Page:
Détail de la notice
Titre du Document
Wood, nematodes, and the nematode-trapping fungus Arthrobotrys oligospora
Auteur(s)
JAFFEE B. A.
Résumé
Researchers have proposed that Arthrobotrys oligospora and related fungi trap soil nematodes to obtain nitrogen and thereby compete saprophytically for carbon and energy in nitrogen-poor environments, including litter and wood. The current study tested two hypotheses concerning this model. The first was that wood decomposition would be enhanced if both large numbers of nematodes (a potential nitrogen supply) and A. oligospora (a cellulolytic organism that can use that N supply) were present. The second was that A. oligospora trapping activity would increase if large numbers of nematodes were added to soil containing abundant carbon (a wood dowel or chip). Although the first hypothesis was supported by an in vitro experiment on agar (A. oligospora degraded much more wood when nematodes were present), neither hypothesis was supported by an experiment in vials containing field soil. In soil, wood decomposition was unaffected by the addition of A. oligospora or large numbers of nematodes. Whereas A. oligospora trapped virtually all nematodes added to agar cultures, it trapped few or no nematodes added to soil. Given that the fungal isolate was obtained from the same soil and that the fungus increased to large numbers (> 1 × 103 propagules g-1 soil), the failure of A. oligospora to trap nematodes in soil is difficult to explain. Soil nitrate levels, however, were high (71 mg kg-1), and it is possible that with lower nitrate levels, trapping in soil might be stim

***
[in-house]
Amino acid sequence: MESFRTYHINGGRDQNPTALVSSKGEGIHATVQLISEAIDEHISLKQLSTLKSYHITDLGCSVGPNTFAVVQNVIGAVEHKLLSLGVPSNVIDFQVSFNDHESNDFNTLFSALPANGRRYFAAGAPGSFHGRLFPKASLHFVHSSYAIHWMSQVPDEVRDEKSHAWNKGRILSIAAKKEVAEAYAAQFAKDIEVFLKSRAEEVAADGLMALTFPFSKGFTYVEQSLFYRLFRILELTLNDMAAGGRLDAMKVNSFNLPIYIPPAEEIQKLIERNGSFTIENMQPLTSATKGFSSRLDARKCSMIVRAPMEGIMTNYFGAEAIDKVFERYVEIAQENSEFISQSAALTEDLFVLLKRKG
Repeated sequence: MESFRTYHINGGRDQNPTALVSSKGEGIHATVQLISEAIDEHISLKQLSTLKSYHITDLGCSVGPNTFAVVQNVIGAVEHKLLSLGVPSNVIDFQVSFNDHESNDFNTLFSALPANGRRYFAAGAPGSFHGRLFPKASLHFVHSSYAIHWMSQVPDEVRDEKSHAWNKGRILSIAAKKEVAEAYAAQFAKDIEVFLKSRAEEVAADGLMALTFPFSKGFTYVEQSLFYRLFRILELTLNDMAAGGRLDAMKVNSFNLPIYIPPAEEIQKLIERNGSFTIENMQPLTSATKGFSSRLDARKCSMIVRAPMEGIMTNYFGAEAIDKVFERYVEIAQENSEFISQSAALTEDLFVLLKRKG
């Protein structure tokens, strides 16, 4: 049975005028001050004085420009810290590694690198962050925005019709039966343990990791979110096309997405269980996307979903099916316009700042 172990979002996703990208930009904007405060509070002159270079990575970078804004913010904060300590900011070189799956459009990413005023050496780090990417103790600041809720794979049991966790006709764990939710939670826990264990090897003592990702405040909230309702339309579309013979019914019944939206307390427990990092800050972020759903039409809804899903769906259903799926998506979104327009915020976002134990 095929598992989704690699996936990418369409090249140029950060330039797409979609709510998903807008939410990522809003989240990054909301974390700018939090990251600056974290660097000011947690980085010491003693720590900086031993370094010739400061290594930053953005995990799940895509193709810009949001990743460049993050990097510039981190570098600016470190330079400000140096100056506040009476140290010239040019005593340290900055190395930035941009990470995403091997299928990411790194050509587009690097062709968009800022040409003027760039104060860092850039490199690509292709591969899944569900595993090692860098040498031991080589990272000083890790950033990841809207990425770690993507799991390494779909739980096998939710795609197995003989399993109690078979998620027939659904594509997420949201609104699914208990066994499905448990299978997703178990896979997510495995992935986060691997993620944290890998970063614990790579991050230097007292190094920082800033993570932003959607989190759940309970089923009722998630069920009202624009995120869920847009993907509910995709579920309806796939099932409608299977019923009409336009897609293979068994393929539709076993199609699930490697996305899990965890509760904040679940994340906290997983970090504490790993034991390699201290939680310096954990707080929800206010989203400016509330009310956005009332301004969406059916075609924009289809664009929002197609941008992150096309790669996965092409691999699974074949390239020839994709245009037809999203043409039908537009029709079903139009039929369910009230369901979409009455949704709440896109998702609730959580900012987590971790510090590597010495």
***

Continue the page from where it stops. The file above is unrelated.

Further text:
Editeur
Elsevier Science; Elsevier Science
Identifiant
ISSN : 0038-0717 CODEN : SBIOAH
Source
Soil biology & biochemistry A. 2004, vol. 36, n° 7, pp. 1171-1178 [8 pages] [bibl. : 29 ref.]
Langue
Anglais
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